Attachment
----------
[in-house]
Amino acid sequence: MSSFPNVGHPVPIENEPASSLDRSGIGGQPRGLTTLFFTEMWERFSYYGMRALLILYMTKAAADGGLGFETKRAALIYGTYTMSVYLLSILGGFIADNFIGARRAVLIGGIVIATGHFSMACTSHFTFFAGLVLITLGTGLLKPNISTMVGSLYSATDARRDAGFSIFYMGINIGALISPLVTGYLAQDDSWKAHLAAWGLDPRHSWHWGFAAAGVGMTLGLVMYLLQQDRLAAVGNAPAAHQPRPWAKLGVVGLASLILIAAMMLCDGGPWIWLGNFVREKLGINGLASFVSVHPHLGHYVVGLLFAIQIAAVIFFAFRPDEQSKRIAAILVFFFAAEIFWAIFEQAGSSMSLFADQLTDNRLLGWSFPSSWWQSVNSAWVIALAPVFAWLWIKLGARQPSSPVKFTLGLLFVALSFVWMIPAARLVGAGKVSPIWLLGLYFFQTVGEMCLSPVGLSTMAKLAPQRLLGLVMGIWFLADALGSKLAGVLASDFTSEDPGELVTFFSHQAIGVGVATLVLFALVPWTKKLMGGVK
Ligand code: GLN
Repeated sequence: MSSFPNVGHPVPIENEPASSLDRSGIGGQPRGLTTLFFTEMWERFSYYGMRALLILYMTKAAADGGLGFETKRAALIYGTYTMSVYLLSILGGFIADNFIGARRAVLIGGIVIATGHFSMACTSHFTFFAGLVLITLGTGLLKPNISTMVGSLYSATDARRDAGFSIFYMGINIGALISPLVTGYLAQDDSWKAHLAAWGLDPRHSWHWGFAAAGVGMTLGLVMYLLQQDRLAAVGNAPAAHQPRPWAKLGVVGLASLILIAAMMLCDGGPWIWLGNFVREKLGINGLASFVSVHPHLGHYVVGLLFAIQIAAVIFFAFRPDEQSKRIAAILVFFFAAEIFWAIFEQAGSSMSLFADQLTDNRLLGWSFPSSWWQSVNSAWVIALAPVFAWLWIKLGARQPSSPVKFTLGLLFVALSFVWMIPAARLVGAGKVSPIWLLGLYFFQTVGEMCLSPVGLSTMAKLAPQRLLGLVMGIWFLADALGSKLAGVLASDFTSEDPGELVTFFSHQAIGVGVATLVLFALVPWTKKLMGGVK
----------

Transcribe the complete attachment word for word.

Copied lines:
[in-house]
Amino acid sequence: MSSFPNVGHPVPIENEPASSLDRSGIGGQPRGLTTLFFTEMWERFSYYGMRALLILYMTKAAADGGLGFETKRAALIYGTYTMSVYLLSILGGFIADNFIGARRAVLIGGIVIATGHFSMACTSHFTFFAGLVLITLGTGLLKPNISTMVGSLYSATDARRDAGFSIFYMGINIGALISPLVTGYLAQDDSWKAHLAAWGLDPRHSWHWGFAAAGVGMTLGLVMYLLQQDRLAAVGNAPAAHQPRPWAKLGVVGLASLILIAAMMLCDGGPWIWLGNFVREKLGINGLASFVSVHPHLGHYVVGLLFAIQIAAVIFFAFRPDEQSKRIAAILVFFFAAEIFWAIFEQAGSSMSLFADQLTDNRLLGWSFPSSWWQSVNSAWVIALAPVFAWLWIKLGARQPSSPVKFTLGLLFVALSFVWMIPAARLVGAGKVSPIWLLGLYFFQTVGEMCLSPVGLSTMAKLAPQRLLGLVMGIWFLADALGSKLAGVLASDFTSEDPGELVTFFSHQAIGVGVATLVLFALVPWTKKLMGGVK
Ligand code: GLN
Repeated sequence: MSSFPNVGHPVPIENEPASSLDRSGIGGQPRGLTTLFFTEMWERFSYYGMRALLILYMTKAAADGGLGFETKRAALIYGTYTMSVYLLSILGGFIADNFIGARRAVLIGGIVIATGHFSMACTSHFTFFAGLVLITLGTGLLKPNISTMVGSLYSATDARRDAGFSIFYMGINIGALISPLVTGYLAQDDSWKAHLAAWGLDPRHSWHWGFAAAGVGMTLGLVMYLLQQDRLAAVGNAPAAHQPRPWAKLGVVGLASLILIAAMMLCDGGPWIWLGNFVREKLGINGLASFVSVHPHLGHYVVGLLFAIQIAAVIFFAFRPDEQSKRIAAILVFFFAAEIFWAIFEQAGSSMSLFADQLTDNRLLGWSFPSSWWQSVNSAWVIALAPVFAWLWIKLGARQPSSPVKFTLGLLFVALSFVWMIPAARLVGAGKVSPIWLLGLYFFQTVGEMCLSPVGLSTMAKLAPQRLLGLVMGIWFLADALGSKLAGVLASDFTSEDPGELVTFFSHQAIGVGVATLVLFALVPWTKKLMGGVK